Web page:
Can bosses be penalised for accidentally underpaying employees?

 

The number one topic that employers have trouble with, according to Employsure Australia, is their obligations relating to wages.

 

Modelling released in 2019 by consulting firm PwC estimated that up to 13% of Australian workers are affected by underpayments or wage theft each year, totalling approximately $1.35 billion.

 

What is not clear with is whether these underpayments are deliberate or accidental.  It may well be the case that some employers are falling short of their obligations because of difficulties comprehending Australia’s complex industrial relations laws.

 

It could also be the case that large companies with dedicated industrial relations and human resources staff are better equipped to comply with the laws, but small and medium businesses without that support are struggling.

 

In any case, this figure has highlighted that Australian industrial relations law is likely in need of reform.

 

Since approximately June 2020, the federal government has led discussions between employers, industry groups, employee representatives and government representatives to tackle the issue of workplace relations reform, including discussion of underpayments and wage theft.

 

According to Employsure Australia, the Australian Council of Trade Unions has indicated that they will make a deal to not penalise bosses or employers who ‘inadvertently’ underpay their workers.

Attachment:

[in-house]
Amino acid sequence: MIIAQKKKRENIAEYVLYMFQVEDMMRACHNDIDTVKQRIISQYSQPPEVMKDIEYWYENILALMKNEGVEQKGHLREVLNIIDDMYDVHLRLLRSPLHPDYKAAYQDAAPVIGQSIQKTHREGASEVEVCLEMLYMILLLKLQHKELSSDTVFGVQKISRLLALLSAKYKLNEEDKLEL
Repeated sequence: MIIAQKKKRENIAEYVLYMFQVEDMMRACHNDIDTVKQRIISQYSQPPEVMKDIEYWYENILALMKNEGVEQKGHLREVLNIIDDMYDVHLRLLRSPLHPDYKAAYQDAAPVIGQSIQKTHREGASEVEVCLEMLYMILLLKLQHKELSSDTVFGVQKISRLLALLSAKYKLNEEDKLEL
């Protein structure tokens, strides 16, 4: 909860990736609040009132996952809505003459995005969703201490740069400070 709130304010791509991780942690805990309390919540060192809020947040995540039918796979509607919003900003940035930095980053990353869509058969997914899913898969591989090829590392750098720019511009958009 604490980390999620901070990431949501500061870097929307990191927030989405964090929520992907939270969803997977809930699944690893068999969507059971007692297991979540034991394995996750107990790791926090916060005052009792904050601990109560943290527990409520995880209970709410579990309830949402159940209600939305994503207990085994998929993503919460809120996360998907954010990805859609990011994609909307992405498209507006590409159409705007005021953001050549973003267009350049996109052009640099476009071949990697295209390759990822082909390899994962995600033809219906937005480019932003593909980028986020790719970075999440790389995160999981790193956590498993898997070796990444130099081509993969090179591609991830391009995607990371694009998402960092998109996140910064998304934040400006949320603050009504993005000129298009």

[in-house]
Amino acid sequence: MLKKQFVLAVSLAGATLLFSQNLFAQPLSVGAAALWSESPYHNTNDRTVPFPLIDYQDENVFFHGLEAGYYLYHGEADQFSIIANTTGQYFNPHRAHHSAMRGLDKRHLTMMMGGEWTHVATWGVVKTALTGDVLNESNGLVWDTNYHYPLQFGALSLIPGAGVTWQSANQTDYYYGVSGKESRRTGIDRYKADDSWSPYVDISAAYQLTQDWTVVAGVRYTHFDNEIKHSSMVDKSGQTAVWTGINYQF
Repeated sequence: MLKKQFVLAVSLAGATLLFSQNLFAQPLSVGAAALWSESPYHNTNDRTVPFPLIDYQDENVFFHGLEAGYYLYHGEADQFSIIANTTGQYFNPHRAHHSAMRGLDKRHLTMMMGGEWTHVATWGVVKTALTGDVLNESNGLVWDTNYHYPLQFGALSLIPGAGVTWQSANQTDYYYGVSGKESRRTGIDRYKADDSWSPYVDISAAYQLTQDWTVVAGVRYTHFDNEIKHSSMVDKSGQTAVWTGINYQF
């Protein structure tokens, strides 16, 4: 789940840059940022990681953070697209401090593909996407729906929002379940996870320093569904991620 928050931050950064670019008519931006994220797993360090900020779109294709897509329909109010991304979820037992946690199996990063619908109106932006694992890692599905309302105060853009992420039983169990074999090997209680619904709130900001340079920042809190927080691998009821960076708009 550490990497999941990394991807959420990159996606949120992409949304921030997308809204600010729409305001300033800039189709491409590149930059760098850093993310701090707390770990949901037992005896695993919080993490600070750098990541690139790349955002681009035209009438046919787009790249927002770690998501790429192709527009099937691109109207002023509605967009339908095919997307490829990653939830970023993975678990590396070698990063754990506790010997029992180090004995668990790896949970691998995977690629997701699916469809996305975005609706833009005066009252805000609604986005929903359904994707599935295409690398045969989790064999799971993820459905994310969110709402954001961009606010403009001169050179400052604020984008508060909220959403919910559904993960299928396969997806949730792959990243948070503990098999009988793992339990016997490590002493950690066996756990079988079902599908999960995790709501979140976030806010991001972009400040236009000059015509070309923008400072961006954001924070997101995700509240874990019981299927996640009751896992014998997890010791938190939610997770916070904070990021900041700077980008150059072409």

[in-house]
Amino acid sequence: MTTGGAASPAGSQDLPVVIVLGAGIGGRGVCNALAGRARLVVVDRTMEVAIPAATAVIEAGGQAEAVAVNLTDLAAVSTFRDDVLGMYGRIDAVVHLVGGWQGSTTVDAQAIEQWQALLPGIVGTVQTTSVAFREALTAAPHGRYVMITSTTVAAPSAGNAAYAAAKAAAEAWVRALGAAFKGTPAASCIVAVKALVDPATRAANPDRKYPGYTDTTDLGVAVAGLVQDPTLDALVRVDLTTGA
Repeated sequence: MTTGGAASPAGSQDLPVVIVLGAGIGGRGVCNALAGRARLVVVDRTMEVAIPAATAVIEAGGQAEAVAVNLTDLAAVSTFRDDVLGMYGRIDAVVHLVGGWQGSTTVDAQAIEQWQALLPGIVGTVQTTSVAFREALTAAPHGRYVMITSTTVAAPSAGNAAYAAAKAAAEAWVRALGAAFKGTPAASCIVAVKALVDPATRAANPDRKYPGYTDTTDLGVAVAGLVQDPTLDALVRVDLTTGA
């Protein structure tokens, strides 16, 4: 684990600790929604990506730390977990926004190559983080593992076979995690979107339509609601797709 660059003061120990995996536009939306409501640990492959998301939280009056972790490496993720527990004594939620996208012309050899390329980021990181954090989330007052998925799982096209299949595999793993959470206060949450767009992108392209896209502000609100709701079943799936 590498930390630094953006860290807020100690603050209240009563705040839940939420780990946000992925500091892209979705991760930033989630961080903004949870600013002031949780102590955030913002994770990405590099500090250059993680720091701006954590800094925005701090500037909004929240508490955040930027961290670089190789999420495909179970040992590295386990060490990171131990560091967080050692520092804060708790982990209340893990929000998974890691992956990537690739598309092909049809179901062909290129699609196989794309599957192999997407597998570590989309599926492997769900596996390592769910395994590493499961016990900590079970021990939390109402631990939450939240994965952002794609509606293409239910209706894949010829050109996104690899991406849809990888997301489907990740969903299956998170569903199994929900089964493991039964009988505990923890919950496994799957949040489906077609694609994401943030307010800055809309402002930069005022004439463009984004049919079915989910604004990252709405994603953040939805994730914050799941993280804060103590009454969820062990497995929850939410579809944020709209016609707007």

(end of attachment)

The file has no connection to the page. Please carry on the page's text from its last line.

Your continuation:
As noted, ‘wage theft’ and underpayments are a pernicious issue in Australian employment law, but as a result of this concession, employers who discover an accidental underpayment and who act in good faith to correct the issue promptly and pay employees back may find that they are able to avoid penalties or other legal consequences.

 

The hope is that this may motivate some employers to ‘come forward’ and proactively take action to fix accidental underpayments, with the knowledge that they may not be penalised.

 

The full extent of the reforms are not currently known, but are expected to be revealed before the end of 2021.

 

As things currently stand, the burden of proof lies on the employer to avoid mistakes or breaches of industrial relations laws.  It is therefore important to be proactive if you think you may have underpaid a worker are otherwise noncompliant with your obligations as an employer.  Obtaining quality legal advice and taking prompt action to address any breaches or underpayments may (likely) minimise any consequences before the problem becomes too big to deal with.

 

 

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